Tonight, my husband is engaged in a gift of volunteerism, partaking in a scripted play of Where the Wild Things Are for our church's Parish Camp. I can imagine him fully engaged to the awe and amusement of both children and parents, as he helps in a capacity for love and giving that he excels at. I'm not sure he knows the gift he has given me... to allow me the space to be here at home, alone, thinking of him and rejoicing in who he is after these 18+ years of marriage. If there is anything I have no doubt of, it is that he loves me deeply.
This morning my son, Slade, rushed into our bedroom urging me to come to the dining room post haste. A bit bleary eyed, and with gray hair sticking up in all directions, I made my way there to see a vision of boxes of chocolates and cards at each of our places at the table. My son declared that life is good, and I agreed. What better way to awaken than to find chocolates and a card at my place at the table. My daughter, Eleanor, awakened by the sounds of joy, made her way out into the fray taking in the surprise at her place, reveling in her Daddy...the Bestower of Chocolate.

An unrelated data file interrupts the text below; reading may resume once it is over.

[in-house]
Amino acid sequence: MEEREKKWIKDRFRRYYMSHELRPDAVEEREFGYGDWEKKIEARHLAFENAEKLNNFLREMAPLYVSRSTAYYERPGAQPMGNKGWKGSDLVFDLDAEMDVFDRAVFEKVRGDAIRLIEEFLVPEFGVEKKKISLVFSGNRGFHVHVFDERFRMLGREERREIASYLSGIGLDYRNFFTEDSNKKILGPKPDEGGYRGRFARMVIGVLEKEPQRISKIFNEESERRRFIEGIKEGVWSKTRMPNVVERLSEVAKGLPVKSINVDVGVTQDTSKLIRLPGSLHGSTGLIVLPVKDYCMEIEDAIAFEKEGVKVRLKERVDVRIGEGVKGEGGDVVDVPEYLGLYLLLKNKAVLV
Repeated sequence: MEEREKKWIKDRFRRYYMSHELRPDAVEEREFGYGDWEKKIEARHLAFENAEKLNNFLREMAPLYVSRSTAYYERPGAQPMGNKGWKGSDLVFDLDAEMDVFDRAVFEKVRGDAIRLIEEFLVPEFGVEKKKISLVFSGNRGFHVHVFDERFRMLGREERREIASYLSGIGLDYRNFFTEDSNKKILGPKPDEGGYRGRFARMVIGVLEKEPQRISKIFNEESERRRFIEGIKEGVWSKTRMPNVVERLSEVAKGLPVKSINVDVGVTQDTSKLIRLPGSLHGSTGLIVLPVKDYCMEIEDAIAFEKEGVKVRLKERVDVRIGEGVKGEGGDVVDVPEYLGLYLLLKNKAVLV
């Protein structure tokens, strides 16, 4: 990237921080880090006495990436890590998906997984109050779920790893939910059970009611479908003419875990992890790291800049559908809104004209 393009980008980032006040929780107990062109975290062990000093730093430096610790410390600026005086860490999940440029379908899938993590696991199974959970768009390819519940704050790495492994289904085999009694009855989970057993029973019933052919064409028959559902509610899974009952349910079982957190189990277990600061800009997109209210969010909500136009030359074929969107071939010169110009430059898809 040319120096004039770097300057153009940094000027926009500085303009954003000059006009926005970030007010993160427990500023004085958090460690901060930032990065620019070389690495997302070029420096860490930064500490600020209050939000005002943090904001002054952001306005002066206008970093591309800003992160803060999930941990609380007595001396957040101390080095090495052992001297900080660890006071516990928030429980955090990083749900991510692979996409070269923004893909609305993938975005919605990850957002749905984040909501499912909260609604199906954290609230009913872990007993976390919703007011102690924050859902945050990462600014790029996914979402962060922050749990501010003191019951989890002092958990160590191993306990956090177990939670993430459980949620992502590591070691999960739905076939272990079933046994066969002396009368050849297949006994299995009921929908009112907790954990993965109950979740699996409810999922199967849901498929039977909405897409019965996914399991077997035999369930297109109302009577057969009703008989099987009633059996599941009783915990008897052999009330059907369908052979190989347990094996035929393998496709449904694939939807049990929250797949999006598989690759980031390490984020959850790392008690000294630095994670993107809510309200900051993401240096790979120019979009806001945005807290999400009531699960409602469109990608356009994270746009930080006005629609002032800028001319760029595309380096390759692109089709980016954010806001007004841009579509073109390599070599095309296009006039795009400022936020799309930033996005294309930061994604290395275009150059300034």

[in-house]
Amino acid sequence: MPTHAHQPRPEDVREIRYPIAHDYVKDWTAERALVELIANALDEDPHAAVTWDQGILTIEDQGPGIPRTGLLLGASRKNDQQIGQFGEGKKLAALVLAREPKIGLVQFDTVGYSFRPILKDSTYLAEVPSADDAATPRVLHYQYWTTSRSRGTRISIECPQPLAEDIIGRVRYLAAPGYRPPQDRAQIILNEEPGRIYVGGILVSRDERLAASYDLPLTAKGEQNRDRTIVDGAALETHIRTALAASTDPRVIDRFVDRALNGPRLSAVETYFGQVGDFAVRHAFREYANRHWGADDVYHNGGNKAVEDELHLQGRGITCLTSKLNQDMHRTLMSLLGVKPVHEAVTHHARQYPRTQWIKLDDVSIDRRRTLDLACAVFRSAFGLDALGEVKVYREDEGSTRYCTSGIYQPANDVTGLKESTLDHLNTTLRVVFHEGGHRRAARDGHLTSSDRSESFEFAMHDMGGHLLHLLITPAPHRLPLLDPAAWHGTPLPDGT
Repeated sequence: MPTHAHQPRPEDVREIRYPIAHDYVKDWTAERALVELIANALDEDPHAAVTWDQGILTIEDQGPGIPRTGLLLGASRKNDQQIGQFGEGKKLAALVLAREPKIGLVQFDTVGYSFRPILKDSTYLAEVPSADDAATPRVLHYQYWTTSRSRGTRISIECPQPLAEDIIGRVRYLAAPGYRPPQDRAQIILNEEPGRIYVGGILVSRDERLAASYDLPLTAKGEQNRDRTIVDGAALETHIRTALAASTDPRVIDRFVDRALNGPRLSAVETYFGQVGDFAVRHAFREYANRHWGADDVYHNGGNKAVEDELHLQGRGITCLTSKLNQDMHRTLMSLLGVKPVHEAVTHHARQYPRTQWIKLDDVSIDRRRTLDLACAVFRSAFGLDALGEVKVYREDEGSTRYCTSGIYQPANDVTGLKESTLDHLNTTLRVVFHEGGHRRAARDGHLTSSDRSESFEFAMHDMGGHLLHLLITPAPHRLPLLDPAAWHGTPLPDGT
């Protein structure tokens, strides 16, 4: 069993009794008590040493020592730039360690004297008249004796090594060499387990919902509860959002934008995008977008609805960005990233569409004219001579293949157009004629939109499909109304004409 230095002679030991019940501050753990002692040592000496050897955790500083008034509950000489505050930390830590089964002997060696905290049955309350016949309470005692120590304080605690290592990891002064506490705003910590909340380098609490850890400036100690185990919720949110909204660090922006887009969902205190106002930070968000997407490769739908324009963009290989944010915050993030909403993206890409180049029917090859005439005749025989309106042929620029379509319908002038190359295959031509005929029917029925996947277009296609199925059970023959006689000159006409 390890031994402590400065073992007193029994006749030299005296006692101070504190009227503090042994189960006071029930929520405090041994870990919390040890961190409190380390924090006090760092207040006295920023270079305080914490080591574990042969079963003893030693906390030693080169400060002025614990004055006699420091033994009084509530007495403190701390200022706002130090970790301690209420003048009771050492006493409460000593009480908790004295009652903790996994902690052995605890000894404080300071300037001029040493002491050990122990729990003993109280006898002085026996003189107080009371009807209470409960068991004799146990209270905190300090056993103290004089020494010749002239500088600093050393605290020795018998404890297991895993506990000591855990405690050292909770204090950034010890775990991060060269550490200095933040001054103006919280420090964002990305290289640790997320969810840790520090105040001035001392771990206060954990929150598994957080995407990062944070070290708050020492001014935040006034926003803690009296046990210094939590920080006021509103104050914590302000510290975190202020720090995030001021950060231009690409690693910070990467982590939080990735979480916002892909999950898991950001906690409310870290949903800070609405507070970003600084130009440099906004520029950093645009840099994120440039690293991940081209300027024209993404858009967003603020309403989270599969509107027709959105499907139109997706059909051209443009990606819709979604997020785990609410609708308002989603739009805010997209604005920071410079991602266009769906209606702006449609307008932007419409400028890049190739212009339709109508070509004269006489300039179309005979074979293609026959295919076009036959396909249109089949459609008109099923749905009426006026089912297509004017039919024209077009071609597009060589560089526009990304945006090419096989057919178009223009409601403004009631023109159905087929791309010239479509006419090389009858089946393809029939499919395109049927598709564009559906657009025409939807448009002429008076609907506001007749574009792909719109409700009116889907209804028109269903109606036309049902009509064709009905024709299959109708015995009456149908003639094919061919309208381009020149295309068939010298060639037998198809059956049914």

Valentine's Day has become a Hallmark card, but perhaps it is good to stop and mark a day to declare one's love... and to receive that love. In this time of life when my body is moving to the side of aged over young, I am incredibly blessed to have a husband who takes aging in stride and believes it is a natural passage. It feels especially good on mornings when I look in the mirror and can't see past the shock of my own ripening senescence.
My age is as a lusty winter, frosty but kind —William Shakespeare
I have known many kinds of love in my life. Certainly the love I feel for my children is all consuming and constant, stretching me to depths I couldn't have imagined. Yet, there is something to be said for the love between long term partners. Love ebbs and flows and grows stagnant, but if you're fortunate, a fresh snowfall can bring a rush of clean water to feed your soul...
Photo credit: Illustration by Maurice Sendak, from his book "Where the Wild Things Are".